Phmd will handle all DVD, streaming, online rental and online sell-through distribution following the theatrical run, while IFC will handle simultaneous VOD and Est sales to cable, satellite and telco providers.
- email@example.com (Jeremy Kay)
As previously reported by my HitFix colleagues, 2014’s fall festivals represent something of a battle royale for various heavyweight Oscar hopefuls. The oldest fest in the big four, venerable Venice, is up against younger North American counterparts Toronto, Telluride and New York in the perennial fight to deliver a truly memorable Competition. Which films will be left standing once the critics have had their way with them? Contenders hoping to emerge victorious from La Biennale’s royal rumble include Alejandro González Iñárritu’s opening nighter "Birdman" starring Michael Keaton, David Gordon Green’s Al Pacino vehicle "Manglehorn" and Andrew Garfield vs Michael Shannon in Ramin Bahrani’s real estate showdown "99 Homes." As far as awards season goes, for me the big hitter to beat from Cannes is "Foxcatcher," an extraordinary and illuminating piece of filmmaking from Bennett Miller, a director I’ve not been personally persuaded by before now. In the documentary category, »
- Catherine Bray
“Boyhood” has grown up to impress Hollywood’s studio system.
After breaking out this summer as a critical and box office hit for IFC Films, Paramount Home Media Distribution has acquired U.S. home entertainment rights to Richard Linklater’s drama. Deal should give the film considerable exposure at retail when it makes its way onto homevideo platforms sometime this fall.
The studio has yet to disclose when it will release the film, but Paramount will handle all physical and Internet digital home entertainment distribution following the film’s theatrical run. IFC Films will handle VOD and Est sales to cable, satellite and telco providers, releasing it simultaneously with Paramount’s efforts on certain platforms.
Linklater, who also wrote “Boyhood,” lensed the film over the past 12 years with Ethan Hawke, Patricia Arquette and Lorelei Linklater, in order to document star Ellar Coltrane growing up on screen as the character of Mason. »
- Marc Graser
Healthy, even heated competition between film festivals is nothing new. Cannes was founded in the late ’30s as the French response to Venice. In recent years, Shanghai has felt the heat from the government-backed Beijing, while both SXSW and Tribeca have sought to position themselves as viable alternatives to Sundance.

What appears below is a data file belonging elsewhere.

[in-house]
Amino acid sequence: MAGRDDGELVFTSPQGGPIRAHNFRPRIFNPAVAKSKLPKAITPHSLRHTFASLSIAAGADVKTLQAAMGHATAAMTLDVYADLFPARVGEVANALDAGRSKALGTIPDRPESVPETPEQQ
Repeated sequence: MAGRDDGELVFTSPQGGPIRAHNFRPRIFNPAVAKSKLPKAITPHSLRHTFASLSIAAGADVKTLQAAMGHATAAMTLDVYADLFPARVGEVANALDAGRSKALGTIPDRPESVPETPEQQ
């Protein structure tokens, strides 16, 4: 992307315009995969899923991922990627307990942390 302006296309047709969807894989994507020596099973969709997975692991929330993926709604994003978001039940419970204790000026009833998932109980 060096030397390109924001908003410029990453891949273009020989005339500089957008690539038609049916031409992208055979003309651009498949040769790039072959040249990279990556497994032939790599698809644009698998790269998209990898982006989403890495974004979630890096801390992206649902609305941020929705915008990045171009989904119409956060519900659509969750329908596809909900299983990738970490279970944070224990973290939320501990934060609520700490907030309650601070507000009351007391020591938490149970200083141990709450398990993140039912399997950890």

Rarely, however, have such tensions spiked quite so visibly, or with such high stakes involved, as in the case of Telluride and Toronto.
Nestled deep in the Rocky Mountains, the 41-year-old Telluride Film Festival is an intimate four-day affair that screens a highly selective program for Hollywood elites and deep-pocketed movie buffs. The 39-year-old Toronto Film Festival is an 11-day press and industry behemoth, Byzantine in its complexity and Canadian in its efficiency, which unspools about 300 features and attracts journalists, publicists, filmmakers and dealmakers from all over the world. Two very different events, forced by the vagaries of art, commerce »
- Justin Chang
Namely, the cinematic cold war between the Toronto and Telluride festivals, which escalated after Toronto organizers announced they will screen only world or North American premieres during its first four days.
“If there has to be this frenzy to have a world premiere at all costs, meaning that you’ll take a film just so that you can have the world premiere, that’s a game I’m not playing,” Barbera says.
If he can have certain studio titles, fine. But if he can’t, “That’s Ok too,” he says. “There are plenty of great movies out there around the world,” the Venice topper philosophically points out.
Despite his indifference, 54 of the 55 films in the lineup are world preems. And of course Barbera is delighted that the Lido opener is Alejandro Gonzalez »